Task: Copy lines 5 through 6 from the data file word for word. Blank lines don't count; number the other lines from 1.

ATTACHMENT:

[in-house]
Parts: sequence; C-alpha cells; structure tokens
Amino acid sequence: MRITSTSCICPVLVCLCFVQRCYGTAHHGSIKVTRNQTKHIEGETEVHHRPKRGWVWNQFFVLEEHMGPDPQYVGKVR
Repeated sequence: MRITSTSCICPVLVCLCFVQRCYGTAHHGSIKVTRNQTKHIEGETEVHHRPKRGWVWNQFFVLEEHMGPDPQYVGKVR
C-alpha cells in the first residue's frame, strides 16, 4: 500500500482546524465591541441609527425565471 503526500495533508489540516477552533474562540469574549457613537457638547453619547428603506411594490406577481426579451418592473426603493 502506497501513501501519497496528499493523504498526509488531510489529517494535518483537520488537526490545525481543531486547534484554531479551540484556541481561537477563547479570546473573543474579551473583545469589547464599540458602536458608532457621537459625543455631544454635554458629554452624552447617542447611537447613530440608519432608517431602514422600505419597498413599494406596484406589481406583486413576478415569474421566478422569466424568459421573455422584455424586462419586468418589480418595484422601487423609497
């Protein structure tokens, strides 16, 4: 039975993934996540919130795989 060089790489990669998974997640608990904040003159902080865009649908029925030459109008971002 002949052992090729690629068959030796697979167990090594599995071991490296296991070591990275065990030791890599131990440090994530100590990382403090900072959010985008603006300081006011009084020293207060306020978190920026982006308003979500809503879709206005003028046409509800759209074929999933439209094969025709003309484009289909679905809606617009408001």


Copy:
C-alpha cells in the first residue's frame, strides 16, 4: 500500500482546524465591541441609527425565471 503526500495533508489540516477552533474562540469574549457613537457638547453619547428603506411594490406577481426579451418592473426603493 502506497501513501501519497496528499493523504498526509488531510489529517494535518483537520488537526490545525481543531486547534484554531479551540484556541481561537477563547479570546473573543474579551473583545469589547464599540458602536458608532457621537459625543455631544454635554458629554452624552447617542447611537447613530440608519432608517431602514422600505419597498413599494406596484406589481406583486413576478415569474421566478422569466424568459421573455422584455424586462419586468418589480418595484422601487423609497
């Protein structure tokens, strides 16, 4: 039975993934996540919130795989 060089790489990669998974997640608990904040003159902080865009649908029925030459109008971002 002949052992090729690629068959030796697979167990090594599995071991490296296991070591990275065990030791890599131990440090994530100590990382403090900072959010985008603006300081006011009084020293207060306020978190920026982006308003979500809503879709206005003028046409509800759209074929999933439209094969025709003309484009289909679905809606617009408001």